IN Science & Technology ON
Self-driving cars have become a hot area of industry for the world's top tech companies. While car makers like Tesla and tech firms like Google and Baidu are racing to deliver the world's first fully autonomous vehicles, 26-year-old George Hotz has managed to get a 2016 Acura ILX to drive itself.
It would be surprising to you, by knowing that he worked alone for only a month and developed the car in his own garage.
Let's take a look at the whole story.
George is an American hacker known for unlocking the iPhone, allowing the phone to be used with other wireless carriers.
He got popular by developing the 'limera1n' jailbreak tool and bootrom exploit for iOS. Also, he was noted for his technical efforts with reverse engineering the Playstation3 video game console.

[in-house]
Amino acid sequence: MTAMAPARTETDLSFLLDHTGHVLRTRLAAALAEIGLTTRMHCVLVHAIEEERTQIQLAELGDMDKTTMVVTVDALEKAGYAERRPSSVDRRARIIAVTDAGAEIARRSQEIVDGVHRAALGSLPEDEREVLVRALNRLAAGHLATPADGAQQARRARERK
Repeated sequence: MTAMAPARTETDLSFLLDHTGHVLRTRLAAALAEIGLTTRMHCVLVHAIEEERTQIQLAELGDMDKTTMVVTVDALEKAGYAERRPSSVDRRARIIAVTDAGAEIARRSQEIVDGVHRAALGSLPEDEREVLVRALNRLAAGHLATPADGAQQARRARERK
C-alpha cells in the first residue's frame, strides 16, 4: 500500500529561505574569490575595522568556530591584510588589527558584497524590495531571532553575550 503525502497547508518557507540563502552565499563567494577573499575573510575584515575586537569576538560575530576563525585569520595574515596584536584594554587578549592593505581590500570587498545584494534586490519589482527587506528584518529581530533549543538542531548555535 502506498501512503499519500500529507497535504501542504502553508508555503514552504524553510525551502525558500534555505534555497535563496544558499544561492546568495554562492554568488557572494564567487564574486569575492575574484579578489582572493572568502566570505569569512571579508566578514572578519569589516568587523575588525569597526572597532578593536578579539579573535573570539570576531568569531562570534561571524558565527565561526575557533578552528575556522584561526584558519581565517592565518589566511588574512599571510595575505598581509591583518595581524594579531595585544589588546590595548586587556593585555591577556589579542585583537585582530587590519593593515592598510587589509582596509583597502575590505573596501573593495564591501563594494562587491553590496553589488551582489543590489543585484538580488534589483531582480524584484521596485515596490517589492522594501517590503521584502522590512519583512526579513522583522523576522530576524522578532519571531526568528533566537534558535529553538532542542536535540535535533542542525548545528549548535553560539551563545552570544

George completed a wild, improbable experiment into artificial intelligence and self-driving cars, last year out of San Francisco garage.
And soon the car was full of electronics, including an Intel NUC mini computer, a couple of GPS units, a lidar on the roof and a communications switch. Oh, and a lot of duct tape.
And guess what? He just used affordable electronics that any nerd on the street can purchase. Whoaa...!
...mounted on the front and back on the roof that plug into the computer in the glove box. To top it off, he added a 21.5-inch touch screen to the dash and replaced the gear shift with a joystick controller. (Hmm..Techy! Techy!)
The software for the self-driving car he created was achieved with only 2000 lines of code, compared to his competitors which have millions.
Superhacker has now created a new company named 'Comma.ai'.
"We've figured out how to phrase the driving problem in ways compatible with deep learning," Hotz said.
Hotz's getting ready to take on the grown-ups of the automotive world, and he will probably keep having fun along the way.
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